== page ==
Who hasn't had this experience? A brother or a fellow student hits you, so you hit back. Then the instigator tells on you to a parent or a teacher and you get in trouble for hitting first. "That's not fair," you protest. "He hit me first. He started it."
You're right, of course, and it isn't fair, but the parent or the teacher seems indifferent to who hit whom first or who started it. The authority figure usually sides with the person who is first to place the blame. By being the lead complainer, the instigator has somehow captured the high ground and reversed the roles of victim and assailant, casting your act of self-defense as an unprovoked attack on him.
It's sleazy but can be effective, and it seems like every brat or bully knows how to do it.
Whether he practiced such a perfidious technique as a child or not, attorney Stephen Tillery has certainly mastered an adult version, in which he routinely positions himself and his clients as victims of the corporate defendants being targeted by the big bucks lawsuits.
Tillery's tactics in his long-running suit against Syngenta, makers of weedkiller atrazine, are reminiscent of the bully who blames the victim for fighting back and are clearly designed to intimidate the opponent. In this case, however, it's not a parent or teacher but a judge who blithely permits such tactics.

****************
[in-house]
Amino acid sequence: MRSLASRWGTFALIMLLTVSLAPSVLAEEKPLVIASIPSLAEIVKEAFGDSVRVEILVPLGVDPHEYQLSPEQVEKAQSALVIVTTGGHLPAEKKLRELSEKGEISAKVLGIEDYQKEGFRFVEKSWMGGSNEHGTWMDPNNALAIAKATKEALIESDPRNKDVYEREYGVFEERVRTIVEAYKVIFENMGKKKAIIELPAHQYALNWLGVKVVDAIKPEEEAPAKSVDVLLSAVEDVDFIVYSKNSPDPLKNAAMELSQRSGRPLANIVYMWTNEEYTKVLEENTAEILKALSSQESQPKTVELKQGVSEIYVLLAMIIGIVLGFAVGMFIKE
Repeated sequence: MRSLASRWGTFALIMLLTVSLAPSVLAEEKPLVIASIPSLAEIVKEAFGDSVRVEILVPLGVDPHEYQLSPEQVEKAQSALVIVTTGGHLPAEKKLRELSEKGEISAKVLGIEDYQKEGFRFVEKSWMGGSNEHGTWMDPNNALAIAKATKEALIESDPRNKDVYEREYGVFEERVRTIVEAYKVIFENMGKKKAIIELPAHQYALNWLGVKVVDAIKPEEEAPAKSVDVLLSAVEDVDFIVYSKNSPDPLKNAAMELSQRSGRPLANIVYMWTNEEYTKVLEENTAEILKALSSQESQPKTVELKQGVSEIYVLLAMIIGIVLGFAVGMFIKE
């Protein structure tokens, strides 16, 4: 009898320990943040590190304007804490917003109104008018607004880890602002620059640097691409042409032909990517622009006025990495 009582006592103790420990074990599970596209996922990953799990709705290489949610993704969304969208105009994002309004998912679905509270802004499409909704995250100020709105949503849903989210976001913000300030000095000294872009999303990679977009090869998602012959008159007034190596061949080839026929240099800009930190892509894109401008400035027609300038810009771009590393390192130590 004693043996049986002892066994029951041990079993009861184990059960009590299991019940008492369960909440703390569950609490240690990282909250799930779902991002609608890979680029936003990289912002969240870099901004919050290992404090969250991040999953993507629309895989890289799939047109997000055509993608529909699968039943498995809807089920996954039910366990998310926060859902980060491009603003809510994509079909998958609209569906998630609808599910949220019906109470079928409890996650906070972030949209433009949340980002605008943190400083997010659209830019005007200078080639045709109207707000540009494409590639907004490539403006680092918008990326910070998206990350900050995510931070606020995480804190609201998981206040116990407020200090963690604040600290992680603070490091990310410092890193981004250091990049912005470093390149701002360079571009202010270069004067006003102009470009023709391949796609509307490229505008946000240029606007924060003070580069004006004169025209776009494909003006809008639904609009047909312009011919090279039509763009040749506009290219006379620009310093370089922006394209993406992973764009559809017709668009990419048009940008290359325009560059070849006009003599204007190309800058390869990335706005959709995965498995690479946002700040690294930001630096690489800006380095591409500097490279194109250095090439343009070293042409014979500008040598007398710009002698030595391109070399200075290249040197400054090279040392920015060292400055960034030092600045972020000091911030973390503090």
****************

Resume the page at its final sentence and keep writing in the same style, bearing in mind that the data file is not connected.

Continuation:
Feigning outrage over a PR campaign Syngenta launched in response to his lawsuit, Tillery persuaded Madison County Circuit Judge Bill Mudge to order the company to turn over documents relating to that campaign. Of course, Tillery doesn't restrict his battles to a court of law but also argues his side in the court of public opinion as well, often leaving his opponents no choice but to respond in kind.
Recently, Tillery's public relations person, 20-year Post-Dispatch veteran Charlie Bosworth, issued a press release criticizing Syngenta for resorting to PR. That's pretty rich, coming from the guy who started it.
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